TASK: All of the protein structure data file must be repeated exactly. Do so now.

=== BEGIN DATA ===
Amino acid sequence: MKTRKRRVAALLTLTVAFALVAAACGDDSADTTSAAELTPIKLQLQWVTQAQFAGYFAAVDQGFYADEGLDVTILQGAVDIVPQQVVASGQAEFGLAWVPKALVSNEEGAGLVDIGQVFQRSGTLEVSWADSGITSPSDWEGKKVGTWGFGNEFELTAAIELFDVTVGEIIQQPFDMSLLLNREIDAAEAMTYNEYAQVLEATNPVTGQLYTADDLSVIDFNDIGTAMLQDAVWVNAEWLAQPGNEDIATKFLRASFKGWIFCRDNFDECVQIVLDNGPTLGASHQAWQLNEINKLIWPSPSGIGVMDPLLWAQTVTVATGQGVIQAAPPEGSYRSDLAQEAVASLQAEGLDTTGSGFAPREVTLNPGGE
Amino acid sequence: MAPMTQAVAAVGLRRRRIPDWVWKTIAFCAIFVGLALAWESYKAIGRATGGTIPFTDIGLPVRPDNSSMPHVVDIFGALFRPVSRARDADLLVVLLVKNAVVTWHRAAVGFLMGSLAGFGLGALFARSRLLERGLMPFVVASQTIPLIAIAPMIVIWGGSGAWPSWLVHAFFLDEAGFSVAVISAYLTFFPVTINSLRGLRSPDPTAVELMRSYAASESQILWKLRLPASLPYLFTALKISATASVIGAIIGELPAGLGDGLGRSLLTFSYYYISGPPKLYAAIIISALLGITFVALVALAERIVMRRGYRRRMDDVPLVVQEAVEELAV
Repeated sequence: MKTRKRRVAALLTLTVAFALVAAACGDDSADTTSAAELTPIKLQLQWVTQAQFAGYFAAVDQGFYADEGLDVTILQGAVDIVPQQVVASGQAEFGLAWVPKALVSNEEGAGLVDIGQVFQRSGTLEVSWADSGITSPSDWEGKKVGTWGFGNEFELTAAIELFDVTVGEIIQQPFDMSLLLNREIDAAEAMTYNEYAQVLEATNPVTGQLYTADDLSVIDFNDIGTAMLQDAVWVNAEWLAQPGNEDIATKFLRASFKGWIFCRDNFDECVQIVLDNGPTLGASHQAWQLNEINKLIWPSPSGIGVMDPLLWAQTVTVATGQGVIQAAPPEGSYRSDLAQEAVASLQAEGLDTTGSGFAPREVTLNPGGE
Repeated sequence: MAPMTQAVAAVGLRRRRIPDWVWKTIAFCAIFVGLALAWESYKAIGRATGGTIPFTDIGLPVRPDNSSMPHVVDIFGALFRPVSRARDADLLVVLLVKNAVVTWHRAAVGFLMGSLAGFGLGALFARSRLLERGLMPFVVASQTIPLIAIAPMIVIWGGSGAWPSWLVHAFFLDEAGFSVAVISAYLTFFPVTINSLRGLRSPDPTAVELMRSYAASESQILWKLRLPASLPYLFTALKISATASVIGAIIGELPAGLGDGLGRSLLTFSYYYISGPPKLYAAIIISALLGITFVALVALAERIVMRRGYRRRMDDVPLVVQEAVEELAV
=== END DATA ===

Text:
Amino acid sequence: MKTRKRRVAALLTLTVAFALVAAACGDDSADTTSAAELTPIKLQLQWVTQAQFAGYFAAVDQGFYADEGLDVTILQGAVDIVPQQVVASGQAEFGLAWVPKALVSNEEGAGLVDIGQVFQRSGTLEVSWADSGITSPSDWEGKKVGTWGFGNEFELTAAIELFDVTVGEIIQQPFDMSLLLNREIDAAEAMTYNEYAQVLEATNPVTGQLYTADDLSVIDFNDIGTAMLQDAVWVNAEWLAQPGNEDIATKFLRASFKGWIFCRDNFDECVQIVLDNGPTLGASHQAWQLNEINKLIWPSPSGIGVMDPLLWAQTVTVATGQGVIQAAPPEGSYRSDLAQEAVASLQAEGLDTTGSGFAPREVTLNPGGE
Amino acid sequence: MAPMTQAVAAVGLRRRRIPDWVWKTIAFCAIFVGLALAWESYKAIGRATGGTIPFTDIGLPVRPDNSSMPHVVDIFGALFRPVSRARDADLLVVLLVKNAVVTWHRAAVGFLMGSLAGFGLGALFARSRLLERGLMPFVVASQTIPLIAIAPMIVIWGGSGAWPSWLVHAFFLDEAGFSVAVISAYLTFFPVTINSLRGLRSPDPTAVELMRSYAASESQILWKLRLPASLPYLFTALKISATASVIGAIIGELPAGLGDGLGRSLLTFSYYYISGPPKLYAAIIISALLGITFVALVALAERIVMRRGYRRRMDDVPLVVQEAVEELAV
Repeated sequence: MKTRKRRVAALLTLTVAFALVAAACGDDSADTTSAAELTPIKLQLQWVTQAQFAGYFAAVDQGFYADEGLDVTILQGAVDIVPQQVVASGQAEFGLAWVPKALVSNEEGAGLVDIGQVFQRSGTLEVSWADSGITSPSDWEGKKVGTWGFGNEFELTAAIELFDVTVGEIIQQPFDMSLLLNREIDAAEAMTYNEYAQVLEATNPVTGQLYTADDLSVIDFNDIGTAMLQDAVWVNAEWLAQPGNEDIATKFLRASFKGWIFCRDNFDECVQIVLDNGPTLGASHQAWQLNEINKLIWPSPSGIGVMDPLLWAQTVTVATGQGVIQAAPPEGSYRSDLAQEAVASLQAEGLDTTGSGFAPREVTLNPGGE
Repeated sequence: MAPMTQAVAAVGLRRRRIPDWVWKTIAFCAIFVGLALAWESYKAIGRATGGTIPFTDIGLPVRPDNSSMPHVVDIFGALFRPVSRARDADLLVVLLVKNAVVTWHRAAVGFLMGSLAGFGLGALFARSRLLERGLMPFVVASQTIPLIAIAPMIVIWGGSGAWPSWLVHAFFLDEAGFSVAVISAYLTFFPVTINSLRGLRSPDPTAVELMRSYAASESQILWKLRLPASLPYLFTALKISATASVIGAIIGELPAGLGDGLGRSLLTFSYYYISGPPKLYAAIIISALLGITFVALVALAERIVMRRGYRRRMDDVPLVVQEAVEELAV